Off The Wire
INTERVIEW-U.S.-China trade talks must cover currency, U.S. Treasury chief says
The yuan weakened on Friday to 6.912 to the dollar as China reported a record September trade surplus with the United States, fanning fears of an escalation of the two countries' trade war . The Chinese currency has depreciated by 5.6 percent against the dollar since the start of the year.
"NOT POLITICAL" CURRENCY REPORT
Mnuchin would not discuss the findings of the currency
report and declined comment on media reports that Treasury staff
had recommended that China not be labeled a currency
But Mnuchin emphasized that the report is based on rigorous
research and data, and that Treasury's career staff and
leadership were fully aligned on currency issues.
"The currency report is something we report to Congress. It
is done pursuant to two separate pieces of legislation. This is
not a political document," he said.
IMF Managing Director Christine Lagarde warned on Thursday
against adding currency wars to the trade conflict, saying this
would hurt global growth and "innocent bystander" countries. Despite U.S. President Donald Trump's pledge to declare
China a currency manipulator on "day one" of his administration,
the Treasury has stuck to its three-part test for evidence of
currency manipulation -- and China has failed to qualify for such a designation.
These include a high bilateral trade surplus with the United
States, a global current account surplus above three percent of
gross domestic product and "persistent" one-way currency market
intervention to weaken or prevent a rise in a country's currency. In the past two years, China has failed on only one criteria, its high trade surplus with the United States. U.S. laws mandating the report require the Treasury to enter special negotiations with an offending country to correct their practices, a process that could eventually lead to trade sanctions. But the Trump administration has already hit China with tariffs on $250 billion worth of Chinese goods imports, and has threatened duties on the remaining $267 billion. Mnuchin declined to confirm a Wall Street Journal report that the White House had decided to proceed with a meeting in November between President Donald Trump and President Xi Jinping at the G20 leaders summit in Buenos Aires. But he said re-launching trade talks would require China to commit to taking action on structural reforms to its economy.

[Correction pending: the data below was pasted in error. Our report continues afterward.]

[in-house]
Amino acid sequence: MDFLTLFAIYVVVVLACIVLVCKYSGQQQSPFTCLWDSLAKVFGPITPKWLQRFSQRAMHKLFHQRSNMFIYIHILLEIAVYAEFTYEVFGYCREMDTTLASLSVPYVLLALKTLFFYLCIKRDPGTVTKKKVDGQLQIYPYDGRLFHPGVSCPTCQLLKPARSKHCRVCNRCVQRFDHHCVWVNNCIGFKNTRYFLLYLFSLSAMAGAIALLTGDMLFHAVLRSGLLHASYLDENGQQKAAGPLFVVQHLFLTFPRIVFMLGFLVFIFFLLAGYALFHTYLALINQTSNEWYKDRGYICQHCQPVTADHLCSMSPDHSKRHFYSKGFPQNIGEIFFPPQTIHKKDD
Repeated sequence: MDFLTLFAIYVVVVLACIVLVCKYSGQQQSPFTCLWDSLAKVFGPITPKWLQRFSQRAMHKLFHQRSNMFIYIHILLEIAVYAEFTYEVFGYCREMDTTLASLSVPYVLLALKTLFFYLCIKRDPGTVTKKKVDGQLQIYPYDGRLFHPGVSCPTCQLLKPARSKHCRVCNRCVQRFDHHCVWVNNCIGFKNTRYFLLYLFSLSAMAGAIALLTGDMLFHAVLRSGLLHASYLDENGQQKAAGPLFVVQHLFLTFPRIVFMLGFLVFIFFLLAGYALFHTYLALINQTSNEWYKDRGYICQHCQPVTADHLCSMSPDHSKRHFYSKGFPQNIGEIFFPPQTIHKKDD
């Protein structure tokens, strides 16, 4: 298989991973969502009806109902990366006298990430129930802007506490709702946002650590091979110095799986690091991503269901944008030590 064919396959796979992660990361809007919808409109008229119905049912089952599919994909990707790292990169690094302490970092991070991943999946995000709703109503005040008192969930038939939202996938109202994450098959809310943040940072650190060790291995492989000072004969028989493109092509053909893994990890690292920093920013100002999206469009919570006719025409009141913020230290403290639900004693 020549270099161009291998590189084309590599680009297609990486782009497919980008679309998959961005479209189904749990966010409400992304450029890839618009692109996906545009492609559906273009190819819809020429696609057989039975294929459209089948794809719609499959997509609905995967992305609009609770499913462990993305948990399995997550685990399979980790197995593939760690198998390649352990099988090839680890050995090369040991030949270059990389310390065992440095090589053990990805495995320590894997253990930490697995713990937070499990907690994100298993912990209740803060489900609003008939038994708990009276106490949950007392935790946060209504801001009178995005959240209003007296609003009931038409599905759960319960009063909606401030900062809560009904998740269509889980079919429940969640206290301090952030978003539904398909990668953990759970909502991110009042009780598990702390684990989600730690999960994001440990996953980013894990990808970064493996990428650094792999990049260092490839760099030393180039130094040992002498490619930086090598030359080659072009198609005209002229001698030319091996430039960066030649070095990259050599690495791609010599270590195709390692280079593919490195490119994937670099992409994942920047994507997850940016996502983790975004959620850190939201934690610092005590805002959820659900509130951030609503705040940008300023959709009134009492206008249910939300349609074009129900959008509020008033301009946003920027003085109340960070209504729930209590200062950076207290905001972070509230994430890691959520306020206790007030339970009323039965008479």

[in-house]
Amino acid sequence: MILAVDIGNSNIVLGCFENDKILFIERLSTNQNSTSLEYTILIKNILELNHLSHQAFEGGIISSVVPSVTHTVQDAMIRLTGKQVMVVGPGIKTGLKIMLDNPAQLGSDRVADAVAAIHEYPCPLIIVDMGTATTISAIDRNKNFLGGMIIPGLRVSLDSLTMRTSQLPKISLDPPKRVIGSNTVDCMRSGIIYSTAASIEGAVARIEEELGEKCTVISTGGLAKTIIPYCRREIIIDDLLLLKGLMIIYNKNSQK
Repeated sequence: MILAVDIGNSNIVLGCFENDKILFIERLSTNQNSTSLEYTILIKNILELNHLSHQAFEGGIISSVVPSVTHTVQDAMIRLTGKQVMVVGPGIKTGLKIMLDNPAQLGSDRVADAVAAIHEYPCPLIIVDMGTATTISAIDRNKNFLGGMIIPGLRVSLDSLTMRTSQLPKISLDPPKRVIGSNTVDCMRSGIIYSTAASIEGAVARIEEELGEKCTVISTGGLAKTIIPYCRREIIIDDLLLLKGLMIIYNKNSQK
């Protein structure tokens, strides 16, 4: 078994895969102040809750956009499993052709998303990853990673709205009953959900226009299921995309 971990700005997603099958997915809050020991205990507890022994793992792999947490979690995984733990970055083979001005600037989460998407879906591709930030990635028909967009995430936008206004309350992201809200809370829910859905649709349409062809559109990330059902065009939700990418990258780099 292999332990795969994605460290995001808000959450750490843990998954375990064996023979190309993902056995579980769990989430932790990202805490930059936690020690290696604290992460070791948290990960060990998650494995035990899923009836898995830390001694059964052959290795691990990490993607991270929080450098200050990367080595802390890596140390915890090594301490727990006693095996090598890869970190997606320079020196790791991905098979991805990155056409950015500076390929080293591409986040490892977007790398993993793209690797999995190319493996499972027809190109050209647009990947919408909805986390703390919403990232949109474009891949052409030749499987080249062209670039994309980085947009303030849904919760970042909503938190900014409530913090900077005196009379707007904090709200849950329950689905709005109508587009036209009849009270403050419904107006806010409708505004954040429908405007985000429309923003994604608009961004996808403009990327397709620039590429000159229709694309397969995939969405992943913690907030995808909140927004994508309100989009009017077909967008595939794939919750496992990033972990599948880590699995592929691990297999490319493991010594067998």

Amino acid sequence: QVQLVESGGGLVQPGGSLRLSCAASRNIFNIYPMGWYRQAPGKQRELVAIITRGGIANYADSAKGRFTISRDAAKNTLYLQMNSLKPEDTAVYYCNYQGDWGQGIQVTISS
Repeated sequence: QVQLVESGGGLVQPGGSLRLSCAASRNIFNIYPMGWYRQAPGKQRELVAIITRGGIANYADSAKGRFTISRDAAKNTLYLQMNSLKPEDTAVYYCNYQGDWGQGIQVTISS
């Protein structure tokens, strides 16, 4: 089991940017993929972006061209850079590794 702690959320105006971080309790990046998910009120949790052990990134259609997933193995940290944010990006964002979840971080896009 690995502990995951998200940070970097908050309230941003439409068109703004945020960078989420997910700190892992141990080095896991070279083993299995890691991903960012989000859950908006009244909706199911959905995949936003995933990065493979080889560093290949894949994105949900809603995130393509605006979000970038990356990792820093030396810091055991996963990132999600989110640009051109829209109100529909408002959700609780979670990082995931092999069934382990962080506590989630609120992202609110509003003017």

"It's got to be more than a signal" from China, Mnuchin said. "It has to be that we can reach an agreement on action items that can rebalance the relationship. We've made it clear that if they have real action items that they want to discuss that we will listen." Separately, Mnuchin told CNBC in a televised interview on Friday that Trump would go through with plans to meet Xi "if it looks like we can make positive direction," adding that there was no set deadline for trade talks with China. If the U.S.-China relationship could be rebalanced, Mnuchin told Reuters their total annual trade relationship could grow to $1 trillion from $650 billion currently, with $500 billion of exports from each country. That would approach the $1.2 trillion U.S.-Canada-Mexico trade under the North American Free Trade Agreement.
PAKISTAN DEBT TRANSPARENCY
As the IMF launches talks with Pakistan over a bailout
package, Mnuchin said transparency was needed for Pakistan's
debts to China and other creditors.
"I think it's pretty clear that if there is an IMF program,
that we'd need to make sure those funds are used for appropriate
purposes and they're not being used to repay China or other
creditors. I would expect China to understand that."
Regarding steep U.S. stock market declines over the past two
days, Mnuchin said these were "normal market corrections".
"I don't believe markets are efficient," he said. "So I
think that when people invest in the markets, they need to be
prepared that there will be times when markets go too far in
<^^^^^^^^^^^^^^^^^^^^^^^^^^^^^^^^^^^^^^^^^^^^^^^^^^^^^^^^^^^ Trade tensions in China's stock, currency markets ^^^^^^^^^^^^^^^^^^^^^^^^^^^^^^^^^^^^^^^^^^^^^^^^^^^^^^^^^^^> (Additional reporting by Susan Heavey in Washington; Editing by Simon Cameron-Moore and Phil Berlowitz)